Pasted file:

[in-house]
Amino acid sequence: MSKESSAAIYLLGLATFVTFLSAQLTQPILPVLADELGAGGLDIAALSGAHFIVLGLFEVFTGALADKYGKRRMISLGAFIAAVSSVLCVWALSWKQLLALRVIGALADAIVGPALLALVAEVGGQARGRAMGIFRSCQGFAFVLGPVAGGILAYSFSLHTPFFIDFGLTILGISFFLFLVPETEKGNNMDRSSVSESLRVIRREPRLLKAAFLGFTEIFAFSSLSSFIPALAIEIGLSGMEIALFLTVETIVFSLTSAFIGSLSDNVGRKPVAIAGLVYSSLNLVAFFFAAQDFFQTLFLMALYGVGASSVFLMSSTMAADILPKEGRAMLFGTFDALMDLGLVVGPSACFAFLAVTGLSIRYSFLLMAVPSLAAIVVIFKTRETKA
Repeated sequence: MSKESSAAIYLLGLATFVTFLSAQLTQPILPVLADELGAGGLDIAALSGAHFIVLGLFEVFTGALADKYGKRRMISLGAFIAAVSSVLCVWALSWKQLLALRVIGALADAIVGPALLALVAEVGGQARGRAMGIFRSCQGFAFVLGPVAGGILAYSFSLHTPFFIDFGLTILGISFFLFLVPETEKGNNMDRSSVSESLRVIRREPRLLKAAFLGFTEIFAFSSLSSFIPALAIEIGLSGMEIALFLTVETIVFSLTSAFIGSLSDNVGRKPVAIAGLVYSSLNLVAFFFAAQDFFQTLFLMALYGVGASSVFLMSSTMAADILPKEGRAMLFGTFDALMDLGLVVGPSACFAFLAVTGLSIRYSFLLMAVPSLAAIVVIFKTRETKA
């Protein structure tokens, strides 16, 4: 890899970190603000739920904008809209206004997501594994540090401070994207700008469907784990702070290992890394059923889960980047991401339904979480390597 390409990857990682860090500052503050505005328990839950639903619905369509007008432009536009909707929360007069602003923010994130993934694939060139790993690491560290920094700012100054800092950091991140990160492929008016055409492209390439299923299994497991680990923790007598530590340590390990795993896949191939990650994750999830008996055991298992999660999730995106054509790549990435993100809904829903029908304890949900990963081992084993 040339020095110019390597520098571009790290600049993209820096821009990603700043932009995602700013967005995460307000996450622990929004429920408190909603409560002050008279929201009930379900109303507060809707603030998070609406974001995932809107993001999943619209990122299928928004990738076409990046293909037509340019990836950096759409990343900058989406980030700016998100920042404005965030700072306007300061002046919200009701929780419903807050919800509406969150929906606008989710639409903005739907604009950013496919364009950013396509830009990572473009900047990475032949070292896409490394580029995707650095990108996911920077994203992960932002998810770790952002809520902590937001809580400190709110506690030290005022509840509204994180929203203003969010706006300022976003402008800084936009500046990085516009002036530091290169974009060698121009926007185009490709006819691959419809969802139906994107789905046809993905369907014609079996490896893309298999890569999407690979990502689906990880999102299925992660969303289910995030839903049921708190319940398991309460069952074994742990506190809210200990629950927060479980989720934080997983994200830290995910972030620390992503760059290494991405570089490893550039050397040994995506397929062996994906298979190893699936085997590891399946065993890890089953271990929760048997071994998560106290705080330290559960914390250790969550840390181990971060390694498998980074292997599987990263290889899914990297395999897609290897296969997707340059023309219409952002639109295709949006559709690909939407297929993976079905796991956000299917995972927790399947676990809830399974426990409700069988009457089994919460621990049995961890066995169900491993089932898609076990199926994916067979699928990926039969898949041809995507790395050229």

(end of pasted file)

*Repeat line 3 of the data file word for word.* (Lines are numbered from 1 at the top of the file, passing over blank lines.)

Repeated sequence: MSKESSAAIYLLGLATFVTFLSAQLTQPILPVLADELGAGGLDIAALSGAHFIVLGLFEVFTGALADKYGKRRMISLGAFIAAVSSVLCVWALSWKQLLALRVIGALADAIVGPALLALVAEVGGQARGRAMGIFRSCQGFAFVLGPVAGGILAYSFSLHTPFFIDFGLTILGISFFLFLVPETEKGNNMDRSSVSESLRVIRREPRLLKAAFLGFTEIFAFSSLSSFIPALAIEIGLSGMEIALFLTVETIVFSLTSAFIGSLSDNVGRKPVAIAGLVYSSLNLVAFFFAAQDFFQTLFLMALYGVGASSVFLMSSTMAADILPKEGRAMLFGTFDALMDLGLVVGPSACFAFLAVTGLSIRYSFLLMAVPSLAAIVVIFKTRETKA